This, I Would Like To See

While conducting evaluations for the 2006 Orchestra Website reviews, I came across an adult education event that had an immediate amount of appeal…

This particular talk is part of an afternoon series in Louisville where conductors and guest artists get together for lunch with a group of interested patrons. The lecture series is part of their adult education program and the lunchtime talk in question is scheduled for September 29th and will be led by the LO’s incoming conductor, Jorge Mester.

Entitled “Conductors – Who needs ’em?” the promotional copy promises that Jorge will treat his audience “to an inside look at what conductors do, how they do it, and why they do it. Come join our music director as he muses the Louisville Orchestra’s history and future music making.”

On the surface, I wouldn’t necessarily think that a conductor would be entirely frank and open about the inside world of conductors but the topic has a great deal of potential. I don’t know Jorge Mester so I can’t say if he plans to offer an honest look into that side of the business or not but I do know a few conductors that are entirely ready and willing to give such talks so I hope Jorge falls into that category.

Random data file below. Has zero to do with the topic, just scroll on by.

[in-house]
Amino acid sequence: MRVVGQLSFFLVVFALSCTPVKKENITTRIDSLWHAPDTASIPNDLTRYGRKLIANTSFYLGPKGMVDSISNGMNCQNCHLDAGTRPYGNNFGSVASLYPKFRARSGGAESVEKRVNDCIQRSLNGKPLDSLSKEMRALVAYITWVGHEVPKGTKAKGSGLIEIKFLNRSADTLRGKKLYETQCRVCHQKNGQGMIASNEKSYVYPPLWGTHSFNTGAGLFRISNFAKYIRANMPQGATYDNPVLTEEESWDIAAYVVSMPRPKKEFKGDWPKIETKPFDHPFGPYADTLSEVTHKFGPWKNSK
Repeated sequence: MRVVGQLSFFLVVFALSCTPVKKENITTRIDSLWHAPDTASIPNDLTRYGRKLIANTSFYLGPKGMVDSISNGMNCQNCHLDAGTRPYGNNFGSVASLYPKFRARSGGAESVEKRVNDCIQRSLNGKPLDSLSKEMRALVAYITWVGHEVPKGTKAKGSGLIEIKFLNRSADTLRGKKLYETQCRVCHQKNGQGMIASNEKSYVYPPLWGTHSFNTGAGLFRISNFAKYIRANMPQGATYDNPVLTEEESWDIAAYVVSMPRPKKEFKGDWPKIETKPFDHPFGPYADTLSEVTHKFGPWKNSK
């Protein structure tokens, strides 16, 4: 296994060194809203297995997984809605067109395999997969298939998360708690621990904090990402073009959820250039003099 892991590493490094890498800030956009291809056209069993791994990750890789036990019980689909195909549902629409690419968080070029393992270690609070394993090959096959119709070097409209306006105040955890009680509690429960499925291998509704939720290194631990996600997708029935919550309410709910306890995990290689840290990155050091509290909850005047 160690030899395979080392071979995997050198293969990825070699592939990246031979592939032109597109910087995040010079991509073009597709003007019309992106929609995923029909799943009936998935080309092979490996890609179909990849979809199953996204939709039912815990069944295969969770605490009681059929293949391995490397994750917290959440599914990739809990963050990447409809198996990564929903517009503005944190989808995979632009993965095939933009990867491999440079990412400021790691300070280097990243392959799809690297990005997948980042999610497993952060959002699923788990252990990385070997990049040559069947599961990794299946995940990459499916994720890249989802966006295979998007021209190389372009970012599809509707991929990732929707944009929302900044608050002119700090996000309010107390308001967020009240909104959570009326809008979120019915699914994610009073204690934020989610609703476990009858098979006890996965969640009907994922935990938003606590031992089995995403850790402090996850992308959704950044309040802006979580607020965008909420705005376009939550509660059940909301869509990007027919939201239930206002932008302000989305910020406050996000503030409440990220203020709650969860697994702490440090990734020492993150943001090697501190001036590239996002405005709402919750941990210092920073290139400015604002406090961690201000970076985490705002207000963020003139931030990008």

Furthermore, wouldn’t it be fascinating if Louisville could pair Jorge with a musician from the ensemble and feature both points of view for the discussion. Even more fun, don’t let Jorge or management select which musician will participate but let the players decide among themselves and simply have the individual show up on the day of the event.

In the end, so long as the event allows patrons to interact with Jorge as opposed to having him talk “at” them, it should be an interesting event. Nevertheless, creating opportunities where patrons can learn more about the internal workings of their orchestra through un-choreographed dialogue and intimate face-to-face interaction is a good thing.

Hopefully, this event will demonstrate that sometimes, the best way to build an audience may not include playing any music.

About Drew McManus

"I hear that every time you show up to work with an orchestra, people get fired." Those were the first words out of an executive's mouth after her board chair introduced us. That executive is now a dear colleague and friend but the day that consulting contract began with her orchestra, she was convinced I was a hatchet-man brought in by the board to clean house.

I understand where the trepidation comes from as a great deal of my consulting and technology provider work for arts organizations involves due diligence, separating fact from fiction, interpreting spin, as well as performance review and oversight. So yes, sometimes that work results in one or two individuals "aggressively embracing career change" but far more often than not, it reinforces and clarifies exactly what works and why.

In short, it doesn't matter if you know where all the bodies are buried if you can't keep your own clients out of the ground, and I'm fortunate enough to say that for more than 15 years, I've done exactly that for groups of all budget size from Qatar to Kathmandu.

For fun, I write a daily blog about the orchestra business, provide a platform for arts insiders to speak their mind, keep track of what people in this business get paid, help write a satirical cartoon about orchestra life, hack the arts, and love a good coffee drink.

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